China

Oil prices signal potential end to the V-shaped recovery myth

Oil prices have moved into another ‘flag shape’ – which previously provided critical warning of the March collapse, and of those in 2014 and 2008. The shape is important as it means the bulls and bears have been battling each other to exhaustion, making it likely one or the other will give up. This time,

China’s property sector is at the epicentre of the crisis

A branch of Centaline Property Agency in Hong Kong © Bloomberg Indebted Chinese property developers threaten a domino effect on western credit markets , as I describe in my latest post for the Financial Times, published on the BeyondBrics blog Second-order impacts are starting to appear as a result of China’s lockdowns. These are having

“They may ring their bells now, before long they will be wringing their hands”

The wisdom of Sir Robert Walpole, the UK’s first premier, seems the only possible response to this weekend’s headline from the Wall Street Journal. How can a National Emergency ever be the basis for a major rise in stock markets? Of course, we all know that stock markets have become addicted to stimulus. But the

Chain’s smartphone and auto sales tumble as coronavirus hits demand

China is the world’s largest market for smartphones and autos – responsible for c30% of global sales for both.  Yet as Reuters notes: “Most western policymakers and journalists view the world economy through a framework that is 10-15 years out of date, failing to account fully for the enormous shift in activity towards China and

China’s lockdown makes global debt crisis now almost certain

Beijing has a population of 21.5 million, but you wouldn’t know it from this BBC video from last Thursday.  Normally busy streets and transport systems are eerily empty, with food deliveries often the main traffic on the roads. It’s the same picture in industry, with the Baidu Migration Index reporting only 26% of migrant workers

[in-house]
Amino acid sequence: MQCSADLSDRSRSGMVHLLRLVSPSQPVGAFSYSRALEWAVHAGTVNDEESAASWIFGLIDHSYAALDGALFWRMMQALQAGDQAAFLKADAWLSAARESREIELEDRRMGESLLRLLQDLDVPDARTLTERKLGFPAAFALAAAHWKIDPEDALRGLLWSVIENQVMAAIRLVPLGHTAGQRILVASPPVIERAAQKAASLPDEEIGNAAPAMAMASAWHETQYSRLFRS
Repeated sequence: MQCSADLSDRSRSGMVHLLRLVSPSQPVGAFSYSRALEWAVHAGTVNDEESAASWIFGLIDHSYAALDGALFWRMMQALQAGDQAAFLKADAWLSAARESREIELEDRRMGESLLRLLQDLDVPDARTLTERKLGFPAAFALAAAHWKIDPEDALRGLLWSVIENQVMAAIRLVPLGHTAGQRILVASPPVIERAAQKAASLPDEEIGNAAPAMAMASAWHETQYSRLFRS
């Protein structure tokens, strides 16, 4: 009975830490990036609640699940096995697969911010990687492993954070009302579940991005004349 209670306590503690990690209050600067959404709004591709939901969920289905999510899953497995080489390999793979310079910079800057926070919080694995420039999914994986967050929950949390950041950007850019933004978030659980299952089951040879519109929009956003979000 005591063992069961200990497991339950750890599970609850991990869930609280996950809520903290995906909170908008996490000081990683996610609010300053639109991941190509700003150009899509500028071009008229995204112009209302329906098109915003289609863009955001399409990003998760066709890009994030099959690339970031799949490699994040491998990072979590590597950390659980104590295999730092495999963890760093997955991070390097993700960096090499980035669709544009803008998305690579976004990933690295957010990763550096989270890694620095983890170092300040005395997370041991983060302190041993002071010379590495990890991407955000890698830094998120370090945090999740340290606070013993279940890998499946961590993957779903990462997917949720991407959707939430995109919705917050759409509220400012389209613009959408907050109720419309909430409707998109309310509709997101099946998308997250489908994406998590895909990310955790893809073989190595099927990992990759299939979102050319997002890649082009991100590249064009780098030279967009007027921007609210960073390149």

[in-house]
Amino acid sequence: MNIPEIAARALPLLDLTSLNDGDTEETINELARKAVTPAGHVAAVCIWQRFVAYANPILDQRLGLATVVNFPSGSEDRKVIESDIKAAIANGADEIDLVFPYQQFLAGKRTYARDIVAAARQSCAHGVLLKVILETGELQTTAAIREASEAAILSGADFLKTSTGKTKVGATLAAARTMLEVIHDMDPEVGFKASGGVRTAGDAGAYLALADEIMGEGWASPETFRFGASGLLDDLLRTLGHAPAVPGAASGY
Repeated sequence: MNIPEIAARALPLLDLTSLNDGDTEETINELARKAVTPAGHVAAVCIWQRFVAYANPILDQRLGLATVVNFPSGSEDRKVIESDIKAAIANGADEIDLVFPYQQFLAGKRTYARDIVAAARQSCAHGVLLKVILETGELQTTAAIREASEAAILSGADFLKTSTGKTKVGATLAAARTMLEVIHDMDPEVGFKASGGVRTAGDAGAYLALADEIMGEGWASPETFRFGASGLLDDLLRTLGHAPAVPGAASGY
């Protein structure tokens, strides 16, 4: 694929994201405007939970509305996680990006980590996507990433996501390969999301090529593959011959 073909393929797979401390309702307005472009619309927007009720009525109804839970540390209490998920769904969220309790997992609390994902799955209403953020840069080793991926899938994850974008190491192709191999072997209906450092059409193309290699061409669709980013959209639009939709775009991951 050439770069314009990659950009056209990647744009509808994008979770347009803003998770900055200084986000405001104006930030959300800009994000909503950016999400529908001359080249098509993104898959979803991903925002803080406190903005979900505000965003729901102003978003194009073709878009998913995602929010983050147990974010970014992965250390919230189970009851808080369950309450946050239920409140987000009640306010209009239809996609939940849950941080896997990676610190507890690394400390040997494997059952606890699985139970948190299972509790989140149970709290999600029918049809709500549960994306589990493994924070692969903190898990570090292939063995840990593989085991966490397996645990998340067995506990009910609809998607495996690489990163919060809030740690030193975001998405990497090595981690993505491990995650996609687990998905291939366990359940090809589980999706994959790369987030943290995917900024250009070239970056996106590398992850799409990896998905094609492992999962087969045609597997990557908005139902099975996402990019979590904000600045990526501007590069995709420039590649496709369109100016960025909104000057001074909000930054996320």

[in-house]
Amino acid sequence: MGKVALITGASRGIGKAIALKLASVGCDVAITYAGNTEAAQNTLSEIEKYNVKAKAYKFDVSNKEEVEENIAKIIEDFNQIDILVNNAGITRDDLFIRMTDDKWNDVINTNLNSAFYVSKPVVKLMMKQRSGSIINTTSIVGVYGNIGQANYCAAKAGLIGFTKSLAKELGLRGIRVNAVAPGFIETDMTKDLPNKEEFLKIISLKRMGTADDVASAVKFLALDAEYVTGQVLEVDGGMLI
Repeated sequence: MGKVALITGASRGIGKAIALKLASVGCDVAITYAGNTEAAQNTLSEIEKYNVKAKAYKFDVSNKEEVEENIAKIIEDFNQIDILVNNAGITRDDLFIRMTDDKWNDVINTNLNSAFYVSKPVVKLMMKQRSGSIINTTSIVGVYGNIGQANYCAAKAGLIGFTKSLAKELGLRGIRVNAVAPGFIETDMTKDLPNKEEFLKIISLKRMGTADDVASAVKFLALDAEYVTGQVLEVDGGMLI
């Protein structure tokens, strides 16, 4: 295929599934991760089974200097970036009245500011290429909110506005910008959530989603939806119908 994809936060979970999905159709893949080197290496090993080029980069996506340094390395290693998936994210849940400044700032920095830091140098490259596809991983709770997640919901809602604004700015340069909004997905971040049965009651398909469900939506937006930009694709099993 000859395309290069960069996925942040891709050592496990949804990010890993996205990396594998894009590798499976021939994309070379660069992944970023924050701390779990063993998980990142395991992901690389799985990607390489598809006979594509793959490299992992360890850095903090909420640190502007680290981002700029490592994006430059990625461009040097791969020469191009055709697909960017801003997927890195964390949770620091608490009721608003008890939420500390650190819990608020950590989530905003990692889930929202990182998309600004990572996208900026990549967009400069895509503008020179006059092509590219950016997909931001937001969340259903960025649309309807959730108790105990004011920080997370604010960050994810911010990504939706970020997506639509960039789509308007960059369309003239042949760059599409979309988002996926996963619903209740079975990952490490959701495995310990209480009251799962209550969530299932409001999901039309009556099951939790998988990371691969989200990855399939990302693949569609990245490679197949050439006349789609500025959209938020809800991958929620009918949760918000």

Automakers face stiff headwinds in big emerging markets

Brazil, Russia, India and China disappoint as manufacturers face investment demands of EVs © Bloomberg  Less than a third of China’s 31,000 auto dealers were profitable in the first half of 2019, as I describe in my latest post for the Financial Times, published on the BeyondBrics blog Auto markets in the Bric countries are

Polyethylene’s crisis will create Winners and Losers

Polyethylene markets (PE) are moving into a crisis, with margins in NE Asia already negative, as I have been forecasting.  Scenario planning is now a matter of potential life or death for companies likely to be impacted over the next 12-18 months. The collapse in margins is already quite dramatic as the chart based on

$50bn hole appears in New York financial markets – Fed is “looking into it”

Most people would quickly notice if $50 went missing from their purse or wallet. They would certainly notice if $50k suddenly disappeared from their bank account. But a fortnight ago, it took the New York Federal Reserve more than a day to notice that $50bn was missing from the money markets it was supposed to

Auto markets set for major disruption as Electric Vehicle sales reach tipping point

Major disruption is starting to occur in the world’s largest manufacturing industry.  Hundreds of thousands of jobs will likely be lost in the next few years in auto manufacturing and its supply chains, as consumers move over to Electric Vehicles (EVs). As the chart from Idaho National Laboratory confirms, EVs have relatively few parts –